Just as each of us is born with a physical identity, the Bible teaches that we are also born with a spiritual identity. Every one of us is born a child of the Devil. First John 3:10 teaches, “By this it is evident who are the children of God, and who are the children of the devil: whoever does not practice righteousness is not of God, nor is the one who does not love his brother.” In Romans 3:10 and 23, we are told, “None is righteous, no, not one; … for all have sinned and fall short of the glory of God.” This is reality regardless of how much we may deny it. Just as changing one’s attire, voice, and possibly one’s genitalia does not change the reality that, at our core, our cells are hardcoded with a specific gender identity, so also merely changing one’s vocabulary, attending church, and praying occasionally is not sufficient to change the reality that, at our core, we are sinful people who identify with the Devil’s rebellion against God. However, our spiritual identity is unique from our biological identity in that it can be reborn.
Just as each of us is born with a physical identity, the Bible teaches that we are also born with a spiritual identity.
In a conversation with the Jewish Pharisee Nicodemus, Jesus announced in John 3:3, “‘Truly, truly, I say to you, unless one is born again he cannot see the kingdom of God.’” As might be expected, Nicodemus was confused, and he responded by asking, “‘How can a man be born when he is old? Can he enter a second time into his mother’s womb and be born?’” The obvious answer to this question is, “Of course not!” Nevertheless, Jesus answered in John 3:5–6, “‘Truly, truly, I say to you, unless one is born of water and the Spirit, he cannot enter the kingdom of God. That which is born of the flesh is flesh, and that which is born of the Spirit is spirit.’” Jesus taught that the spirit can be reborn, and He then proceeded to explain how this spiritual rebirth is accomplished. John 3:16 says:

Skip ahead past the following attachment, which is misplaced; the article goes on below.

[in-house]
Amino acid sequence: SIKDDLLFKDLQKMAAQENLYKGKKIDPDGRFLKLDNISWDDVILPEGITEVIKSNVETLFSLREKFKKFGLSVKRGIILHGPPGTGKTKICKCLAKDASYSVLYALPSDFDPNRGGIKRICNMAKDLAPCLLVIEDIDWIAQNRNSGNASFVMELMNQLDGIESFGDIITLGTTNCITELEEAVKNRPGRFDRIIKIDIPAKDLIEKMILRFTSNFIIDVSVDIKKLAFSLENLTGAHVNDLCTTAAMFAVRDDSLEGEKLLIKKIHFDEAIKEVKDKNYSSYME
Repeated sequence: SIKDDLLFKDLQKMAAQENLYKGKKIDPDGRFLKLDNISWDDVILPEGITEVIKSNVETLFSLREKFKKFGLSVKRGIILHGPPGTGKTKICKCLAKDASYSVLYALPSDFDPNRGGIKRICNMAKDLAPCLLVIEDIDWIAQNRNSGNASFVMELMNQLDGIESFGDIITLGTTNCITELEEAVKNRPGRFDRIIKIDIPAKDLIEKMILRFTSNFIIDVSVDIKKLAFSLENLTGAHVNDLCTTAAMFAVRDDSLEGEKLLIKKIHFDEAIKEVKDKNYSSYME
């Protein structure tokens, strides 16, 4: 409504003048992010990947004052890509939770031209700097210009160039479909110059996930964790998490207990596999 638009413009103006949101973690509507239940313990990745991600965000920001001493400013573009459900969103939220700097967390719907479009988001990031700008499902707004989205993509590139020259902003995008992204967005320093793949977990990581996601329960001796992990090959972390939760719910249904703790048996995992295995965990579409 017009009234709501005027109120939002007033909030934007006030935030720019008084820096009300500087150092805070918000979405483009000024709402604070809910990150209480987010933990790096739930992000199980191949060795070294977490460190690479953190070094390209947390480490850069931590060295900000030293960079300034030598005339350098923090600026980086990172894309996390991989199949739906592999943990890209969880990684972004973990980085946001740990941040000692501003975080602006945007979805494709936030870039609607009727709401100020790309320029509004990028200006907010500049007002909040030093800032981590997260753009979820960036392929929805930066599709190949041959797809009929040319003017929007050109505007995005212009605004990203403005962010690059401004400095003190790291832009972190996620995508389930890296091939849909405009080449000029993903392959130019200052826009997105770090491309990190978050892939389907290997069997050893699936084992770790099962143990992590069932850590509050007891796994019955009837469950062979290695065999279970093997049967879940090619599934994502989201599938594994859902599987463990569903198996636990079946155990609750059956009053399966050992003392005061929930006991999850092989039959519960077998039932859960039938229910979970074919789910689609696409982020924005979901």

For God so loved the world, that he gave his only Son, that whoever believes in him should not perish but have eternal life. For God did not send his Son into the world to condemn the world, but in order that the world might be saved through him. Whoever believes in him is not condemned, but whoever does not believe is condemned already, because he has not believed in the name of the only Son of God. And this is the judgment: the light has come into the world, and people loved the darkness rather than the light because their works were evil. For everyone who does wicked things hates the light and does not come to the light, lest his works should be exposed. But whoever does what is true comes to the light, so that it may be clearly seen that his works have been carried out in God.
An individual can be spiritually reborn through a belief in the sacrificial work of Jesus Christ on the cross, and by aligning their practice with God’s commandments. When this happens, they receive a new identity as “child of God” (Rom. 8:15–17; Gal. 4:6–7).
Our spiritual identity is unique from our biological identity in that it can be reborn.
The transgender community fears the bathroom, in part, because it sheds light upon their rebellion against God and His purpose for their lives. The bathroom is a place where biological reality comes into direct conflict with gender identity. According to Jesus, mankind’s natural tendency is to avoid anything that might expose its rebellion. Today it is the bathroom. If society concedes the bathroom to the transgender community, the conflict will not end; it will merely be relocated to the next area of social life that threatens to shed light upon the transgender community’s rebellion against God’s created order.